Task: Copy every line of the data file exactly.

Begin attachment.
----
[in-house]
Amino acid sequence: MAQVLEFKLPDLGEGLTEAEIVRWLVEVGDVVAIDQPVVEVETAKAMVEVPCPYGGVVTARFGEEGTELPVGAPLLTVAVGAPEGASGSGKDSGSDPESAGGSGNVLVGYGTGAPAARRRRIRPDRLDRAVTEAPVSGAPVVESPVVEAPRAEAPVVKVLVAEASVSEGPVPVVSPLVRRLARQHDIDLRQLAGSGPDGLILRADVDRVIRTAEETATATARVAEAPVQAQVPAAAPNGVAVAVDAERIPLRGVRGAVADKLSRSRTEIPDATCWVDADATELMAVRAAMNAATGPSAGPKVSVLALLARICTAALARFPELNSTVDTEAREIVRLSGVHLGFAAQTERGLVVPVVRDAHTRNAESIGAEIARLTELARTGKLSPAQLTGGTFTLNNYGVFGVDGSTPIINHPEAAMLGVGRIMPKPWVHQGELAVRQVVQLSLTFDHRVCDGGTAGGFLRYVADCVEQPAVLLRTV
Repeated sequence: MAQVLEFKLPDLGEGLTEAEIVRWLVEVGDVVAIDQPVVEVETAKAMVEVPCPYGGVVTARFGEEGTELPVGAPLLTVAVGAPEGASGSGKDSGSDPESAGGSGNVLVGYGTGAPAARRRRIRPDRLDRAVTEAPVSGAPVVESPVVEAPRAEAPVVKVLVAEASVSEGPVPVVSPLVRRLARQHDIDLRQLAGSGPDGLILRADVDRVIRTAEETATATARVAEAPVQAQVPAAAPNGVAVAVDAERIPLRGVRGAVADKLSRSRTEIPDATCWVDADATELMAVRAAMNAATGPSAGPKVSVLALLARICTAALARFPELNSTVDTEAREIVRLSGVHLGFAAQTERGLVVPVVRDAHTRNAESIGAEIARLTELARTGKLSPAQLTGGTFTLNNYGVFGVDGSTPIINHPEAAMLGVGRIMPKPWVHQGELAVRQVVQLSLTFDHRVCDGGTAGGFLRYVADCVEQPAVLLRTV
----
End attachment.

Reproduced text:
[in-house]
Amino acid sequence: MAQVLEFKLPDLGEGLTEAEIVRWLVEVGDVVAIDQPVVEVETAKAMVEVPCPYGGVVTARFGEEGTELPVGAPLLTVAVGAPEGASGSGKDSGSDPESAGGSGNVLVGYGTGAPAARRRRIRPDRLDRAVTEAPVSGAPVVESPVVEAPRAEAPVVKVLVAEASVSEGPVPVVSPLVRRLARQHDIDLRQLAGSGPDGLILRADVDRVIRTAEETATATARVAEAPVQAQVPAAAPNGVAVAVDAERIPLRGVRGAVADKLSRSRTEIPDATCWVDADATELMAVRAAMNAATGPSAGPKVSVLALLARICTAALARFPELNSTVDTEAREIVRLSGVHLGFAAQTERGLVVPVVRDAHTRNAESIGAEIARLTELARTGKLSPAQLTGGTFTLNNYGVFGVDGSTPIINHPEAAMLGVGRIMPKPWVHQGELAVRQVVQLSLTFDHRVCDGGTAGGFLRYVADCVEQPAVLLRTV
Repeated sequence: MAQVLEFKLPDLGEGLTEAEIVRWLVEVGDVVAIDQPVVEVETAKAMVEVPCPYGGVVTARFGEEGTELPVGAPLLTVAVGAPEGASGSGKDSGSDPESAGGSGNVLVGYGTGAPAARRRRIRPDRLDRAVTEAPVSGAPVVESPVVEAPRAEAPVVKVLVAEASVSEGPVPVVSPLVRRLARQHDIDLRQLAGSGPDGLILRADVDRVIRTAEETATATARVAEAPVQAQVPAAAPNGVAVAVDAERIPLRGVRGAVADKLSRSRTEIPDATCWVDADATELMAVRAAMNAATGPSAGPKVSVLALLARICTAALARFPELNSTVDTEAREIVRLSGVHLGFAAQTERGLVVPVVRDAHTRNAESIGAEIARLTELARTGKLSPAQLTGGTFTLNNYGVFGVDGSTPIINHPEAAMLGVGRIMPKPWVHQGELAVRQVVQLSLTFDHRVCDGGTAGGFLRYVADCVEQPAVLLRTV